Distilled to the most rudimentary elements, the main benefits of standardized testing are four – information, motivation, organizational clarity, and goodwill. But, that amounts to quite a thorough distillation. The information benefits alone can manifest themselves in several different forms, to several different audiences. Test results can tell us about the performance of an individual student. They can provide information about a teacher, a curriculum, a textbook, a school, a program, a district, or a state policy. Moreover, the information provided by test results can inform one or more among many parties – parents, voters, employers, higher education institutions, other schools, state departments of education, and so on.
Perhaps the simplest, and least disputed, benefit of standardized tests is in diagnosis. Test results can pinpoint a student’s academic strengths and weaknesses, areas that need work, and areas where help is needed. Test scores provide a measurement tool that can be used to judge the effectiveness of preexisting or proposed school programs. Test results can inform teachers, schools, and school systems about their curricular and instructional strengths and weaknesses. That may lead to a better alignment of curriculum with instruction, a benefit often enumerated by teachers and administrators in evaluations of testing programs. Teachers have also reported that they learn more about their students, their own teaching, and other teachers’ methods from high-stakes external tests.
Information can also be used for accountability purposes. Higher-level school system administrators can use information to make judgments about performance at the school or school district level and to increase efficiency. In an environment of school choice (e.g., school districts with open enrollment), information about school performance can help parent-student school shoppers to make a better-informed selection.
Finally, information benefits can consist of signaling, screening, and credentialing effects. College admissions counselors and employers can make a more informed decision about applicants’ academic achievement with test scores than they can without. Colleges, for example, use measures of predictive validity (correlation coefficient of entrance test score with college achievement) to justify requiring applicants to submit scores from college admissions tests (ACT or SAT). Measures of allocative efficiency (efficient sorting of applicants to organizations) are more difficult to measure, but are relevant benefits as well.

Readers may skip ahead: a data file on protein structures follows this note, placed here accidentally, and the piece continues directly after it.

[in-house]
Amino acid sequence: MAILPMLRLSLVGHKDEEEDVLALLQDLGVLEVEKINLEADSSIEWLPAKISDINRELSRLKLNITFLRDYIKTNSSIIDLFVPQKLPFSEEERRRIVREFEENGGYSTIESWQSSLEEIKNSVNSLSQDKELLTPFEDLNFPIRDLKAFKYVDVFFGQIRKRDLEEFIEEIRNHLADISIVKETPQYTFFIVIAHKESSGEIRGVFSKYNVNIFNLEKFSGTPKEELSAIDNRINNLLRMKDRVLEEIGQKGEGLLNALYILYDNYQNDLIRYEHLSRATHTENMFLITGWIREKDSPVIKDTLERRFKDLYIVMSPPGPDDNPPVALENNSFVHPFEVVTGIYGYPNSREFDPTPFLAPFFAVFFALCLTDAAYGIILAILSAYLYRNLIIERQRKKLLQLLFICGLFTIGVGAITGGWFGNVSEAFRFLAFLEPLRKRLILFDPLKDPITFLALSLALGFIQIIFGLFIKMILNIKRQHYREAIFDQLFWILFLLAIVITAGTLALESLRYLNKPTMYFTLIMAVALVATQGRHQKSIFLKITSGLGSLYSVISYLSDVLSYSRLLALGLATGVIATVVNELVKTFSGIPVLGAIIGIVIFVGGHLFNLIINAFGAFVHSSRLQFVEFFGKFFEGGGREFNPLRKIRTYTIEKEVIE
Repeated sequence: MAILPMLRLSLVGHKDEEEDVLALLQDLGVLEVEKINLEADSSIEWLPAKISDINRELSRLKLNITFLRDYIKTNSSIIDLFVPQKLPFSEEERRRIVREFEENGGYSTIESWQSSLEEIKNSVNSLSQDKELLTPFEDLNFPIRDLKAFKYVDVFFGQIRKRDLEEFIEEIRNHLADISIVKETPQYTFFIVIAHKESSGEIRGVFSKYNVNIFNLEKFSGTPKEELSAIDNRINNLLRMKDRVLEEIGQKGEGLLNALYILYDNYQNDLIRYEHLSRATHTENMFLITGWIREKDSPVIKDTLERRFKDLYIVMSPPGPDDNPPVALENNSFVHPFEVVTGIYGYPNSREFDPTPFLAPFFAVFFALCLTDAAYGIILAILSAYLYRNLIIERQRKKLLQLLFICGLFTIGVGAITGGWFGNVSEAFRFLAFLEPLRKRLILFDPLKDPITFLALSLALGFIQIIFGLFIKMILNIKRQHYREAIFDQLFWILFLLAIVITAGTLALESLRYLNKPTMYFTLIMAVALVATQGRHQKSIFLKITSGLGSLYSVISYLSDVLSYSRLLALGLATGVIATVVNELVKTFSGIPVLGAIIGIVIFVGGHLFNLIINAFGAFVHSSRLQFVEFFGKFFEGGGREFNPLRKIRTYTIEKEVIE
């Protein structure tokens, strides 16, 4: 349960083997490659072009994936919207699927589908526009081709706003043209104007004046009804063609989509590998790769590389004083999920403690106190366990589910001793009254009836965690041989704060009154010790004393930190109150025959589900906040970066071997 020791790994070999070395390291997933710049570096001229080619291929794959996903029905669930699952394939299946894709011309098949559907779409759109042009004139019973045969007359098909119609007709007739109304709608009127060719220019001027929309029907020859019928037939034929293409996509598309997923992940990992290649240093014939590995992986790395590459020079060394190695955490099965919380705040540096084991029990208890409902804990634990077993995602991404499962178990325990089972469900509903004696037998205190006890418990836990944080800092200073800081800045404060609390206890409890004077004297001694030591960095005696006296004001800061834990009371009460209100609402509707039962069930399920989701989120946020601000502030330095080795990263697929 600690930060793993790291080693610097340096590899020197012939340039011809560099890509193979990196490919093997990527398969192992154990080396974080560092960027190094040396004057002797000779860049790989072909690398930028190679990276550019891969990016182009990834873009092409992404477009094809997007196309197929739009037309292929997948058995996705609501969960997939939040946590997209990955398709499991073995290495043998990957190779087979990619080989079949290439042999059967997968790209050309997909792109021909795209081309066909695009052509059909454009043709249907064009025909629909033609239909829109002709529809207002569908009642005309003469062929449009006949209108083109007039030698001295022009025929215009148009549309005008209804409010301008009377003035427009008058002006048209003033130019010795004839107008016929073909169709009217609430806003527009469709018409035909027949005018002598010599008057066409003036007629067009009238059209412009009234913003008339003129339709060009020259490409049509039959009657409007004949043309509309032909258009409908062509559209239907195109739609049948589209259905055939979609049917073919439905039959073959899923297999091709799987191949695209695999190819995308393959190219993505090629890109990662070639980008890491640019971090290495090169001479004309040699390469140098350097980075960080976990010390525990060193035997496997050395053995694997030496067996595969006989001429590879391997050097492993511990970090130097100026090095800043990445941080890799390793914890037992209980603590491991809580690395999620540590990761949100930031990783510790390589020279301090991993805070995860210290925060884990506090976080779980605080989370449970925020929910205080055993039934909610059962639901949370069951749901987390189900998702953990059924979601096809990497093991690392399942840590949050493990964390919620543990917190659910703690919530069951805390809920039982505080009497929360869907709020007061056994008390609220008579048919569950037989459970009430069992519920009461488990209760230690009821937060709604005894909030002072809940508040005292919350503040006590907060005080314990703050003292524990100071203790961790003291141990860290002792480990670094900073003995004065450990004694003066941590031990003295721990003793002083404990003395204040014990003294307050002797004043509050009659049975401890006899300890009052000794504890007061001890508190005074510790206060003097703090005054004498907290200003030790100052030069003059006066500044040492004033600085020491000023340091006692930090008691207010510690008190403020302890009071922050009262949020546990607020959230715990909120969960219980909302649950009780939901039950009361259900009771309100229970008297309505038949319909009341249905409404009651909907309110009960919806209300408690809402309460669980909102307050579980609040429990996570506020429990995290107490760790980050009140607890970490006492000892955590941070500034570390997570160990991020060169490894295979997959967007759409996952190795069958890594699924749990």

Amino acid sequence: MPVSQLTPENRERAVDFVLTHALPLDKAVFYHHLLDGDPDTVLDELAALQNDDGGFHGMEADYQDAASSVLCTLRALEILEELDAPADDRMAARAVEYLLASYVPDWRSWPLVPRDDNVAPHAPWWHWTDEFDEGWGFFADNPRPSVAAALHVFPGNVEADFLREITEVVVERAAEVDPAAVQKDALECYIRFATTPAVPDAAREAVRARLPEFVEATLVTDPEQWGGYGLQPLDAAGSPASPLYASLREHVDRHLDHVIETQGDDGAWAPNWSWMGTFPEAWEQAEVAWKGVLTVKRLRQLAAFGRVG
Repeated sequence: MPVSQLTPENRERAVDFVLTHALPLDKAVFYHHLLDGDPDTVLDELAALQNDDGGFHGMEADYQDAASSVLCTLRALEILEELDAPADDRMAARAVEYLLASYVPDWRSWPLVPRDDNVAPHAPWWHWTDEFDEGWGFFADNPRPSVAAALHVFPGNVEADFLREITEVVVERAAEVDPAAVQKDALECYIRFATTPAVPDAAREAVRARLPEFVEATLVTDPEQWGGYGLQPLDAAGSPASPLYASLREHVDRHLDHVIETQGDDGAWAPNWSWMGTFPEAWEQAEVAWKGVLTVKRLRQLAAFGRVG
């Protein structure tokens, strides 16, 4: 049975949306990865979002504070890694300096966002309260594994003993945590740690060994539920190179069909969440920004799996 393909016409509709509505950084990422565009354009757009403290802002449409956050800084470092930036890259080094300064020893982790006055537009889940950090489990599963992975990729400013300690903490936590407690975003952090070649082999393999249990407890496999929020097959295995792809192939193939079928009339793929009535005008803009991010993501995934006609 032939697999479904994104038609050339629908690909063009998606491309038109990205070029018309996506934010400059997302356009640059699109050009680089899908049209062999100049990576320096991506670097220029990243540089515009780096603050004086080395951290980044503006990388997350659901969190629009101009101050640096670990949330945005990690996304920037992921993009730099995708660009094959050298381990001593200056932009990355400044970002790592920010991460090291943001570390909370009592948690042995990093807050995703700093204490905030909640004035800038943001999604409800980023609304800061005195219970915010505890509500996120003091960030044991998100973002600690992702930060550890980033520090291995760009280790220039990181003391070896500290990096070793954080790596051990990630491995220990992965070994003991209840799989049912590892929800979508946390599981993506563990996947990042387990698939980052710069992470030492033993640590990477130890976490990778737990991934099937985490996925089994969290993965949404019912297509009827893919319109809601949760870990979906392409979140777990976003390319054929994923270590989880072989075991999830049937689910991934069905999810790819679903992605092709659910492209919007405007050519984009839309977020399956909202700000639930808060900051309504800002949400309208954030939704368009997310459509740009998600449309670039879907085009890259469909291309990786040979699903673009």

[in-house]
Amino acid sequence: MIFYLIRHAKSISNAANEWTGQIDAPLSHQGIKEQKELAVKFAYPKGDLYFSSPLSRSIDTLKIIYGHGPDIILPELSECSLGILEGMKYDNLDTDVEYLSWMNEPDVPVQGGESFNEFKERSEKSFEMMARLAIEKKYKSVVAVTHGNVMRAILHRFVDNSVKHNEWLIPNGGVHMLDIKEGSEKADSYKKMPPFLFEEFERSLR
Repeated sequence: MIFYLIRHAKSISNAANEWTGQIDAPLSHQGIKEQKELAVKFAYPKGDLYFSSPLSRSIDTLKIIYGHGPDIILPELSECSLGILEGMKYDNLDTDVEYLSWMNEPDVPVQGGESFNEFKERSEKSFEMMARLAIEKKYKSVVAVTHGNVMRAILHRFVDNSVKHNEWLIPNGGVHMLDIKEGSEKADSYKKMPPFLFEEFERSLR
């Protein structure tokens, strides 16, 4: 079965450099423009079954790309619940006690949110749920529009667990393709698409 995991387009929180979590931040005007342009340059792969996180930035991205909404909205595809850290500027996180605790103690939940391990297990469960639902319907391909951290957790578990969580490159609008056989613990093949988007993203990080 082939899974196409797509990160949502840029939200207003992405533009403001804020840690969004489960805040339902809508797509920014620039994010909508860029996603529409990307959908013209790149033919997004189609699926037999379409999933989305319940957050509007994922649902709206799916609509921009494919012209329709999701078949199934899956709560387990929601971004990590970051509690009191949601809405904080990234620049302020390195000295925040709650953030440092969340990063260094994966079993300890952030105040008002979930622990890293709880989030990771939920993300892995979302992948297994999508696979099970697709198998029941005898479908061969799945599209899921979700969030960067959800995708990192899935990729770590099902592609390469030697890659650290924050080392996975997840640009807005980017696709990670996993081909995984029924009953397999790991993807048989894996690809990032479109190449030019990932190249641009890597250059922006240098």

Of the four main categories of benefits listed above, information is arguably the only one common to educational tests whether or not they have “stakes,” and whether or not they are conducted “internally” or “externally.” The other categories of benefits – motivation, organizational clarity and efficiency, and goodwill – are unlikely to occur when tests “do not count.”
Motivation may not be an end in itself, but can lead to desirable behaviors, such as a student paying greater attention in class and studying more-activities that, in turn, lead to the accumulation of more knowledge and understanding. Like information benefits, motivation can affect many different parties to the educational enterprise and provide benefits to many different sectors of our society. Motivational effects are manifest when rewards or punishments are provided (or imposed upon) students, teachers, administrators, schools, districts, programs, service providers, politicians, or even parents. The beneficial effects of motivated efforts accrue to all of the parties above, employers, higher education institutions, and society in general.